On the Radiated Noise Due to Boundary-Layer Transition.
PENNSYLVANIA STATE UNIV UNIVERSITY PARK APPLIED RESEARCH LAB
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A theory is presented for the noise radiated by incompressible boundary-layer transition that occurs on an infinite, rigid flat plate. It is hypothesized that it is the intermittency of the boundary-layer flow within the transition zone that is dominant in noise production. Using Lighthills analogy, it is shown that dipole, quadrupole, and octupole sources are generated. Under the assumption of low Mach number flow, the power spectral density per unit spanwise width of transition for the radiated acoustic pressure is derived for the dipole contribution which is acoustically more efficient than the other sources by a factor inversely proportional to the Mach number squared. The spectral shape corresponds to one obtained by passing white noise through a realizable bandpass filter. The low-frequency cutoff scales with the burst frequency associated with turbulent spot formation, and the high-frequency cutoff scales inversely with the time required for the wall shear stress to change from a laminar value to a turbulent value at a given point of local laminar flow breakdown. As one example, the theory is used to predict the noise radiated by an under-water buoyant body for which there are experimental data.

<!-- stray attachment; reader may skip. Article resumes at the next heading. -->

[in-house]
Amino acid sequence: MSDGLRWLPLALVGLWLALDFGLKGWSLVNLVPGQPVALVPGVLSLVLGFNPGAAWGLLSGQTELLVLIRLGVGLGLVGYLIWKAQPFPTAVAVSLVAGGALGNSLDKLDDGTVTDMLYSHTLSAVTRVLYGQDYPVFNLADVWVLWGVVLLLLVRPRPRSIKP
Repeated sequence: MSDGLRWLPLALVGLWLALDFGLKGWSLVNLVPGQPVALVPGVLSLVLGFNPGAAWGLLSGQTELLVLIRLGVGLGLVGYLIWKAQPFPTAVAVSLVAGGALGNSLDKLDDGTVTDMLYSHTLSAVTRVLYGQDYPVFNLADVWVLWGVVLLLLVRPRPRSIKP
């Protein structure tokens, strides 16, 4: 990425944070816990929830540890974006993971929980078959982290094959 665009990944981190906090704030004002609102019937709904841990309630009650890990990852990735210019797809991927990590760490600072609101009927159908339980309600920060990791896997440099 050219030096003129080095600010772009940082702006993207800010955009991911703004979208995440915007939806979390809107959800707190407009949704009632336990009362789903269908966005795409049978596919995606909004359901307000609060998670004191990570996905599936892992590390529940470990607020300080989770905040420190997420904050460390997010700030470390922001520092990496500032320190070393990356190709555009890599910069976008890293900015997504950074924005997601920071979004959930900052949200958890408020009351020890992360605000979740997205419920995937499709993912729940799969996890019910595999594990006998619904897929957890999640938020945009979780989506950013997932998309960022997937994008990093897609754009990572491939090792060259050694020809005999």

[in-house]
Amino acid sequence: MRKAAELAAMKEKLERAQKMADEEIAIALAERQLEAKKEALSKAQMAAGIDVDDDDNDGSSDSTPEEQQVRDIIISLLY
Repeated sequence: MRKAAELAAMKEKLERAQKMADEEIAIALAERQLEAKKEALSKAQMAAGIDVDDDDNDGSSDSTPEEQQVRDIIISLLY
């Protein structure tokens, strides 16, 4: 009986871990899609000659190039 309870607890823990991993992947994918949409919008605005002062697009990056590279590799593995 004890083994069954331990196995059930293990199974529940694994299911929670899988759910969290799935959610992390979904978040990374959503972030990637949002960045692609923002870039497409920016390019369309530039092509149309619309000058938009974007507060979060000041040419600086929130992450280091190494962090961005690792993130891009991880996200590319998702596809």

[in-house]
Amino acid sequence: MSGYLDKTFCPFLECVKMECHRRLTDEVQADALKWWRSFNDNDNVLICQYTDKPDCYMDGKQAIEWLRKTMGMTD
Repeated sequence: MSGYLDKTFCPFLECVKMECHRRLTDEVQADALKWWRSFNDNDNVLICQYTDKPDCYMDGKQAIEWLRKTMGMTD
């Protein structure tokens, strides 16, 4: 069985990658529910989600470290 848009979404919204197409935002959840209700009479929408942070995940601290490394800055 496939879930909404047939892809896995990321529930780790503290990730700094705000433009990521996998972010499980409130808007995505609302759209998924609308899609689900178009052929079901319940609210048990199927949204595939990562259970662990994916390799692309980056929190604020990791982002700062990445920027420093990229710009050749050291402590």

- Fluid Mechanics